Every year at this time, scouts and personnel executives slide behind the cover of anonymity and take low blows at top prospects.
Some of the scouts and personnel executives are doing it for one reason: To get the player to slide down the board so that the team whose employee is saying bad things privately about said player can draft him.
It’s one of the few certainties about the NFL’s talent acquisition process. Teams that like a player will say bad things about him in order to have a crack at him. Teams that don’t like a player will say good things, in the hopes that a team drafting higher will take him, pushing more desirable prospects down the board.
Without knowing the team, it’s impossible to know whether that agenda applies here. But that doesn’t stop plenty of media outlets from taking the quotes and using them, since they inject sizzle into the process.
The latest comes from Mark Eckel of NJ.com, who quotes an unnamed NFC personnel exec who doesn’t like defensive end Jadeveon Clowney.
“He’s spoiled, and he’s lazy,’’ the unnamed executive said. “He’s never worked hard a day in his life, now all of a sudden you’re going to give him a bunch of money and expect him to work hard. I don’t see it.’’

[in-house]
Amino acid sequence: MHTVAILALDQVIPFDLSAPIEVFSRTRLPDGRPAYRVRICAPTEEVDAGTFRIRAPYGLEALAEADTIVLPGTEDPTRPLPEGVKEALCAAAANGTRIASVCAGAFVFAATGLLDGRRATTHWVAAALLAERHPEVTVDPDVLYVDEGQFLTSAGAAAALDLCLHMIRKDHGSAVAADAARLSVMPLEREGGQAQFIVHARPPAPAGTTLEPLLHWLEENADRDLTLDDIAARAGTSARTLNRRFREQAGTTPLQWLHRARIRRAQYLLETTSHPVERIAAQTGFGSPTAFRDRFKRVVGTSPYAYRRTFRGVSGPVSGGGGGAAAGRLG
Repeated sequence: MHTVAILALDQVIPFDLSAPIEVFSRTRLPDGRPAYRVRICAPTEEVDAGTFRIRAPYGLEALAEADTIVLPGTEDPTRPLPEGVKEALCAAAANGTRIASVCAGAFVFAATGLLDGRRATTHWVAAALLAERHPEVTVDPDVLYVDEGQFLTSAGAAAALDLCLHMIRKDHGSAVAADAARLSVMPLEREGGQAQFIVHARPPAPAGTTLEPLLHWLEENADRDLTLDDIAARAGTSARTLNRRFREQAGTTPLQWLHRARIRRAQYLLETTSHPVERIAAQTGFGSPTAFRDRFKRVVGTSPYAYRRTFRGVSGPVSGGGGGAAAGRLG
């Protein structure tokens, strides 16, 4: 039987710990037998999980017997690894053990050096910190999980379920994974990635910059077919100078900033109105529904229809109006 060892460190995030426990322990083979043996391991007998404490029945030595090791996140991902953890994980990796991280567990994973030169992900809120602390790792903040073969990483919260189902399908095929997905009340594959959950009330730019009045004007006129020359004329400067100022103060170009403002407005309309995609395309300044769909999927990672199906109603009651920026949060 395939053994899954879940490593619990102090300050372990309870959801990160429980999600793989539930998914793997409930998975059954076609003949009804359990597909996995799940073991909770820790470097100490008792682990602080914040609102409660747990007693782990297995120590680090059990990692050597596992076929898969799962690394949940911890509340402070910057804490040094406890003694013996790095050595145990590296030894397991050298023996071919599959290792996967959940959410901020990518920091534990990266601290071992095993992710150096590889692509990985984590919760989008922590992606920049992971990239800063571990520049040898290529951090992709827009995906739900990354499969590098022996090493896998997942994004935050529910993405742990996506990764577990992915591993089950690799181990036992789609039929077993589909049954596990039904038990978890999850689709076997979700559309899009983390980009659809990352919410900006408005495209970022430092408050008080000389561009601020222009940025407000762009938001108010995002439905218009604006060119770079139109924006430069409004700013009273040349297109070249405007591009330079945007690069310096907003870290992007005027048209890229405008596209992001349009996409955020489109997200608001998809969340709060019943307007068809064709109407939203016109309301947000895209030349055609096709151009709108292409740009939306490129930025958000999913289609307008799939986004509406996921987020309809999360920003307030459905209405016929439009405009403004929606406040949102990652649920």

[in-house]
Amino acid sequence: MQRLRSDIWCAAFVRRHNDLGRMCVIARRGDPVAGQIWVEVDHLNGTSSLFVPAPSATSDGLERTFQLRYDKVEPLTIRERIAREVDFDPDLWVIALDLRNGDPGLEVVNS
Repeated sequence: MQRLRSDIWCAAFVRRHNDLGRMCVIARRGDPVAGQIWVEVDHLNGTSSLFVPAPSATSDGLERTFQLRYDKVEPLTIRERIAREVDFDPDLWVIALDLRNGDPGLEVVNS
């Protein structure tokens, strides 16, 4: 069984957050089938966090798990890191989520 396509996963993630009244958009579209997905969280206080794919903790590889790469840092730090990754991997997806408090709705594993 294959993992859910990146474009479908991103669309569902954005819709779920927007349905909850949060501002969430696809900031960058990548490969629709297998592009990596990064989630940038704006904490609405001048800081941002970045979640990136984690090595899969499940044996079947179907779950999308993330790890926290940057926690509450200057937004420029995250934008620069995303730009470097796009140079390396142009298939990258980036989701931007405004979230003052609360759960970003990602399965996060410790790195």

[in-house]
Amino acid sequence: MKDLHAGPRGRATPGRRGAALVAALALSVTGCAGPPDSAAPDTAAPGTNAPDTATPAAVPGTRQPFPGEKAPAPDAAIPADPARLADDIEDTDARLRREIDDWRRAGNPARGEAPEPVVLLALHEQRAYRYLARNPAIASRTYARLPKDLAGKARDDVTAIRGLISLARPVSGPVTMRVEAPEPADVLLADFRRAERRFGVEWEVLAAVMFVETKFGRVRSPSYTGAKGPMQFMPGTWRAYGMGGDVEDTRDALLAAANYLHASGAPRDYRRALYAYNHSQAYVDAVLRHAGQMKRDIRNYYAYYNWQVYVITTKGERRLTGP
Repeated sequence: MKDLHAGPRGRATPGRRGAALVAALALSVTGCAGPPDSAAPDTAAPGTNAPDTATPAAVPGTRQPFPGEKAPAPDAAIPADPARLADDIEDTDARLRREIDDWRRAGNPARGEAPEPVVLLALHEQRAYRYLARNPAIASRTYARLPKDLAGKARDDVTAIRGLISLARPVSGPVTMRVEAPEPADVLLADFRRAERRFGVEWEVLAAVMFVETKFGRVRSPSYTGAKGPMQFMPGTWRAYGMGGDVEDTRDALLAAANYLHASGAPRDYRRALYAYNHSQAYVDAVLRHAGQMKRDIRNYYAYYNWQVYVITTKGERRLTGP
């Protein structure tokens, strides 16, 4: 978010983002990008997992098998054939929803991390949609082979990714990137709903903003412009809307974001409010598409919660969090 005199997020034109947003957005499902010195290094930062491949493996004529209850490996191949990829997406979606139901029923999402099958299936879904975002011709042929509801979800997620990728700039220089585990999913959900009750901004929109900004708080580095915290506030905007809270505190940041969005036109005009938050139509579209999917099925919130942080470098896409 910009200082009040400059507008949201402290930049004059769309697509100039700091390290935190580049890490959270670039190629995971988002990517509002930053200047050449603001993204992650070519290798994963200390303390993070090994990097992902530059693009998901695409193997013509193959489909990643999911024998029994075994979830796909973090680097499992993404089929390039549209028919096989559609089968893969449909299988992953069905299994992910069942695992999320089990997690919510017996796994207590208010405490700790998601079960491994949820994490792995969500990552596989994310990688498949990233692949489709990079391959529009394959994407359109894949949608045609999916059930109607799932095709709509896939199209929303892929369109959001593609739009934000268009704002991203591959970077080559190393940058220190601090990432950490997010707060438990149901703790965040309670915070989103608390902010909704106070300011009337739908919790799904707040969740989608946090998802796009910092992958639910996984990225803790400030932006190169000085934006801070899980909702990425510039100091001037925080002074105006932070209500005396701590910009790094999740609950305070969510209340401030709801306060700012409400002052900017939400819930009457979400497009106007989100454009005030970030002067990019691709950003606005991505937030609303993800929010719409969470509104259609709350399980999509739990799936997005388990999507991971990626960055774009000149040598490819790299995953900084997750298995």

For good measure (perhaps), the unnamed executive expressed a belief that Clowney won’t slide. But maybe that’s just the genius of it.
“Oh, he’s going to be a high pick,’’ the unnamed executive said. “Some team will fall in love with him. But wait and see, just wait and see. I just don’t think you can count on him. I’m betting the under on him.’’
Lies get told all the time in the NFL, and the pre-draft process contains the highest concentration of them. The audience needs to understand that when trying to assess the value of such observations.
Here’s the answer, in a nutshell: There is none.
For that reason, we hope the media will think twice before serving as the conduit for unnamed scouts dumping on kids who are finally in line to get paid for the risks they assume and the efforts they contribute.